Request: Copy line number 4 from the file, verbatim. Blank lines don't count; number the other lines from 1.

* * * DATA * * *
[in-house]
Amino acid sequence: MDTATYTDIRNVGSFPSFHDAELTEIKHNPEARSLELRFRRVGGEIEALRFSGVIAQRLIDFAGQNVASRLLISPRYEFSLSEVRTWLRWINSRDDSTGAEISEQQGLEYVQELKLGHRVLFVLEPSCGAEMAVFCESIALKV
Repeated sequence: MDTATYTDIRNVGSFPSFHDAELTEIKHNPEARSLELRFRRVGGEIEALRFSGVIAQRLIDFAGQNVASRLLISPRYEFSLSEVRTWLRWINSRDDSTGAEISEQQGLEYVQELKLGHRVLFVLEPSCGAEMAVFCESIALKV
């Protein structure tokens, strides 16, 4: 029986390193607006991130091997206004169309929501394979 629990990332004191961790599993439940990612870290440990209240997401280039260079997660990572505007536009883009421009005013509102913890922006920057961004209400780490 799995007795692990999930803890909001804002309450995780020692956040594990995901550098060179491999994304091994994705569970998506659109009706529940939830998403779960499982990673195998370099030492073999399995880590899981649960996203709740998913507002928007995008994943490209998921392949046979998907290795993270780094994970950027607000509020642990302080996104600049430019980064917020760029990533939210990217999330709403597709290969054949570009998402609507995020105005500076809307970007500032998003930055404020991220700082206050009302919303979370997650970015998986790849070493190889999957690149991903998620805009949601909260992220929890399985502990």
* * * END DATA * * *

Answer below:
């Protein structure tokens, strides 16, 4: 029986390193607006991130091997206004169309929501394979 629990990332004191961790599993439940990612870290440990209240997401280039260079997660990572505007536009883009421009005013509102913890922006920057961004209400780490 799995007795692990999930803890909001804002309450995780020692956040594990995901550098060179491999994304091994994705569970998506659109009706529940939830998403779960499982990673195998370099030492073999399995880590899981649960996203709740998913507002928007995008994943490209998921392949046979998907290795993270780094994970950027607000509020642990302080996104600049430019980064917020760029990533939210990217999330709403597709290969054949570009998402609507995020105005500076809307970007500032998003930055404020991220700082206050009302919303979370997650970015998986790849070493190889999957690149991903998620805009949601909260992220929890399985502990």